Keeping healthy in space is so vital that astronauts typically spend up to 90 minutes a day doing vigorous exercises.

But that could be about to change thanks to a new “jumping machine” that will gie them the same physical benefit in three or four minutes, according to its inventor.

Without effective exercise, astronauts’ fitness would quickly decline and their muscles and bones would lose strength.

At the moment, they spend much of their space-day running, cycling and doing strength training – on equipment that takes up a lot of valuable room and can take up to an hour to set up and dismantle.

According to the inventor John Kennett, his machine replaces the existing regime with a smaller, all-in-one device that boosts muscle and bone strength and provides cardiovascular exercise at the same time. it is 1.3 metres long and 20 centimetres thick when folded to be stowed.

The bed has a board that presses up against the bottom of the astronaut’s feet. This exerts a force that replicates the motion of jumping and is a highly effective form of exercise that can be varied to work different parts of the body.

“This piece of equipment has the potential to change the way astronauts travel through the solar system,” Mr Kennett said.

“The equipment they use at the moment is based on being in the gym – things like dead lifting or bench pressing. This is good but, when you jump, you do something incredible effective to the muscle and the tendons because you’re absorbing the landing force and then pushing away,” he added.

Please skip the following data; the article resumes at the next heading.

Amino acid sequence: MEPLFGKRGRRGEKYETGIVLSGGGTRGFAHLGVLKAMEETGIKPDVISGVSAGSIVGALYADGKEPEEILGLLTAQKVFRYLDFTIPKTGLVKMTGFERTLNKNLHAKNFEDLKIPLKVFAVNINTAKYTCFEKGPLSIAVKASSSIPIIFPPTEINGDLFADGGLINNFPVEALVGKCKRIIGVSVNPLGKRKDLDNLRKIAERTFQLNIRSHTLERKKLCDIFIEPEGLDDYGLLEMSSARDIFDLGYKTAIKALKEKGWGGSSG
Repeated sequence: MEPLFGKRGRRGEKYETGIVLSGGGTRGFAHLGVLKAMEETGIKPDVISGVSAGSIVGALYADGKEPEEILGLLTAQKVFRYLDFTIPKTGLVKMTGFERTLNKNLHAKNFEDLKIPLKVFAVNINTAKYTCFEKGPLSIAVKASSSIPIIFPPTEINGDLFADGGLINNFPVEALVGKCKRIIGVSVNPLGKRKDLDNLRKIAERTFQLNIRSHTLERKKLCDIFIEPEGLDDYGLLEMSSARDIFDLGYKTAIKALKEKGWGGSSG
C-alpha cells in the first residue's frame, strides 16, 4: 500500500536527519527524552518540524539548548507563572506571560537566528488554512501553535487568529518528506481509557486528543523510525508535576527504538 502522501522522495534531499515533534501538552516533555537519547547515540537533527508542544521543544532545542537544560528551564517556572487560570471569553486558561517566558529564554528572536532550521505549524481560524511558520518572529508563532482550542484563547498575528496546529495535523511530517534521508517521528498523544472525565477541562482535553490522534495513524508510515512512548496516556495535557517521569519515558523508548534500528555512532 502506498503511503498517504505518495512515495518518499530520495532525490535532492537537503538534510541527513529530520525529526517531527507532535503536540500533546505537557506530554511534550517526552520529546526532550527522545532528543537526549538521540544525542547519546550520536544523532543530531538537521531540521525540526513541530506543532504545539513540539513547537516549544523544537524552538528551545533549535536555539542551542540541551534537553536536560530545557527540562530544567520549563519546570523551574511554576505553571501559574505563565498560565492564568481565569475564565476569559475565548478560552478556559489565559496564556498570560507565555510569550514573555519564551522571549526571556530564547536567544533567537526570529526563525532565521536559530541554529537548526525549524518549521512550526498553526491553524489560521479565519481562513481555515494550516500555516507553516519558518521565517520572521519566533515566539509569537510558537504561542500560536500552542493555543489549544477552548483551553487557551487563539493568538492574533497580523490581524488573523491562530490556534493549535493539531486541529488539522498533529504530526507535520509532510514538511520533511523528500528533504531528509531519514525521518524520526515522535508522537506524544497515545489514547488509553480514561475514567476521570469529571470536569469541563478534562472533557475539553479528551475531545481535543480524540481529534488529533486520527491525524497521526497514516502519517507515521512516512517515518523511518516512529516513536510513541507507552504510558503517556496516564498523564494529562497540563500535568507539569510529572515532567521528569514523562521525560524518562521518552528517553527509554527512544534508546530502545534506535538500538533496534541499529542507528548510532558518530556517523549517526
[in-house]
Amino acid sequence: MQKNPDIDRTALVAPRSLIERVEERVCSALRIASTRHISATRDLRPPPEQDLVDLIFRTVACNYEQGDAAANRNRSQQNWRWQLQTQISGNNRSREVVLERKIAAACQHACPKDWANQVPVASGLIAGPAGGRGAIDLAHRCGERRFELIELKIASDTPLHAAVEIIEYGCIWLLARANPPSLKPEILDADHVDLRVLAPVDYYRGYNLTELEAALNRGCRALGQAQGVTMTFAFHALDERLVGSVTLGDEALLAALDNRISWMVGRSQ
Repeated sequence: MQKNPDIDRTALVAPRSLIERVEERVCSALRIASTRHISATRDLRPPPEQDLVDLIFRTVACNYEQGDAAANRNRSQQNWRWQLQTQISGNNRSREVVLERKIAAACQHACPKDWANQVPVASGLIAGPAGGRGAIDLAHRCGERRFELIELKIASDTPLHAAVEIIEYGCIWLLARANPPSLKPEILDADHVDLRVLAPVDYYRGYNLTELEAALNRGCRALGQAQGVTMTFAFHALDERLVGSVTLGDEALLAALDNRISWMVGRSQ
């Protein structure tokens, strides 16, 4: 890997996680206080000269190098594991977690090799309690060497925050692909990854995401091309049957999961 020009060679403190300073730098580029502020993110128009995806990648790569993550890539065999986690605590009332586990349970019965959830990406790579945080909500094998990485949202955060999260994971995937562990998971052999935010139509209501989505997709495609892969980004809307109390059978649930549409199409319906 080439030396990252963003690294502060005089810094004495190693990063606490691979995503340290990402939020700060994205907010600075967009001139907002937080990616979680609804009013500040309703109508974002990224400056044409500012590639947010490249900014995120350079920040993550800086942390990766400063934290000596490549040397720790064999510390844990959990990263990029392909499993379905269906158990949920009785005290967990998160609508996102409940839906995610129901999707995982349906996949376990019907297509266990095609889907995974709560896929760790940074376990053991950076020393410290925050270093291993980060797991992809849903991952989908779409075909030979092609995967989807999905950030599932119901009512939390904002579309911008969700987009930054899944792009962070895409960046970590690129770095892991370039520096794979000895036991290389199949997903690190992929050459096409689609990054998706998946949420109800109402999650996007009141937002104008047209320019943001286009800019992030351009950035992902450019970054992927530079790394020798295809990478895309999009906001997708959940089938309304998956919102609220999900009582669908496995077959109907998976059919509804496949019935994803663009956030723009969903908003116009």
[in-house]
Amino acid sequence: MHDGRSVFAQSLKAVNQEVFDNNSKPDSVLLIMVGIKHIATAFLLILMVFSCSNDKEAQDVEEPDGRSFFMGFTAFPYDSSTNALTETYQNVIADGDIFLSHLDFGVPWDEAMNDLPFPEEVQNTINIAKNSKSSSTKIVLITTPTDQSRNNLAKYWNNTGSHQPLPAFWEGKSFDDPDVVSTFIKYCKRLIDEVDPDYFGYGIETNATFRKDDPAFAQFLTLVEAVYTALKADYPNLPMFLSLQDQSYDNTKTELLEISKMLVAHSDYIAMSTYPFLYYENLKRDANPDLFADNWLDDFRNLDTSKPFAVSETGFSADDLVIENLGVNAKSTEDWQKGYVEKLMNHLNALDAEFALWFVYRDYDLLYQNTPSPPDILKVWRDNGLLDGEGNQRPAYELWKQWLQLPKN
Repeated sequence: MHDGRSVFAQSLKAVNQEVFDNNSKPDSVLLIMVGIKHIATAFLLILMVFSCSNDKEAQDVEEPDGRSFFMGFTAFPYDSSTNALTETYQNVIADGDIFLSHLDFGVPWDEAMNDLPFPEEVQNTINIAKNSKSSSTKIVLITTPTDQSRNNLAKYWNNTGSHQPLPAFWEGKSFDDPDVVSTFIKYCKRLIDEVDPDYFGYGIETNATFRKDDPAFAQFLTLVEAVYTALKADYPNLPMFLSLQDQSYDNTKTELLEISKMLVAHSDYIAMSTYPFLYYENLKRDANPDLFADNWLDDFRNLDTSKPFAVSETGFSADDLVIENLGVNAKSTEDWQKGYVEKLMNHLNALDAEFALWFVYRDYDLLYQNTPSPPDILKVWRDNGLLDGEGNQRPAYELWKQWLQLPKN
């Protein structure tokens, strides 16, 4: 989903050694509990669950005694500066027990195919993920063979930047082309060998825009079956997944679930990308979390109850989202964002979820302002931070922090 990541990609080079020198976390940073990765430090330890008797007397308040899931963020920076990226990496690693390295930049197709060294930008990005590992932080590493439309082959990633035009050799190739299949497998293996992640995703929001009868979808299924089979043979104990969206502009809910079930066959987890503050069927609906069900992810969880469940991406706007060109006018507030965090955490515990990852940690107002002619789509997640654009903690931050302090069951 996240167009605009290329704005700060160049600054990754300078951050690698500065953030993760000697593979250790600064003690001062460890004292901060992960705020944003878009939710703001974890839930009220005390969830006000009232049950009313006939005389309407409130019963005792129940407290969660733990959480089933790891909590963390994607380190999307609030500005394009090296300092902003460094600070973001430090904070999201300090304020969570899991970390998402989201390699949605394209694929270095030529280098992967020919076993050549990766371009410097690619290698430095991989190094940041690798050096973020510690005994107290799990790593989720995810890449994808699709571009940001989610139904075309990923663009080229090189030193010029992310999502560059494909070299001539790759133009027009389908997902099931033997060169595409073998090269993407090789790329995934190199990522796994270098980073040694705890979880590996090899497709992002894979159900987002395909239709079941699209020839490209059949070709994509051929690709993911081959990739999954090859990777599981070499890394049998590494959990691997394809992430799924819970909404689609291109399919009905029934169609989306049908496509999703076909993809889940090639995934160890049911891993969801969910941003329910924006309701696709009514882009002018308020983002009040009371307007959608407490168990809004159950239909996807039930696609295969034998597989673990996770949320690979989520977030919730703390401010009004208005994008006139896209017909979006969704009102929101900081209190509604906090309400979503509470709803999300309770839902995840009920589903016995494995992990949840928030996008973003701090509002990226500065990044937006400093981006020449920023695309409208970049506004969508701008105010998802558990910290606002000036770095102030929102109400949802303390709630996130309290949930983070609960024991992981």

The device, known as the High Frequency Impulse for Microgravity, has been specially designed to eliminate vibrations and forces that would normally apply to exercise equipment but have the potential to damage spacecraft.

There’s also an additional snippet reporting that the UK space agency has given St Mary’s University in Twickenham a grant to conduct further research on Kennett’s invention after initial tests proved promising.

This is really interesting, and could be a great step forward. But I’ve heard rumours of breakthroughs in tackling the effects of Zero G on the human body before. About twenty or so years ago I went to see the British expert on space medicine, Dr. Kevin Fong, talk about the some of the problems space causes on astronauts’ physical and mental health. He believed that these problems were near to being solved through a device, a vibrating plate, that astronauts would stand on. I haven’t heard anything about this since, so I presume it didn’t work. But the inclusion of a fixed plate for the bottom of the astronaut’s feet in this decision also suggests that the previous invention made have played a role in the development of this device. And if this does prove effective in combating zero G, it will be a great help in allowing humans to cope better with the long interplanetary voyages necessary to open up and hopefully colonise the solar system.

‘I’ Article on Allegations of British War Crimes in Iraq and Aghanistan

I put up a piece yesterday evening commenting on a trailer for the Beeb’s Panorama programme tonight, 18th November 2019, investigating allegations that British troops have committed war crimes in Iraq and Afghanistan. This is also the subject of an article in today’s I by Cahal Milmo, titled ‘Army and UK Government accused of cover-up in war crimes scandal’. This reads

The Government is facing demands to ensure an investigation into “deeply troubling” allegations that torture and murders – including the killing of children – by British soldiers were covered up by senior commanders and officials.

Leaked documents provided to an investigation by BBC Panorama and The Sunday Times detail claims that evidence of crimes committed by UK troops in Afghanistan and Iraq was not fully investigated.

Amnesty International said that rather than sweeping such claims “under the carpet”, Britain needs to ensure cases are “treated with the seriousness they deserve”.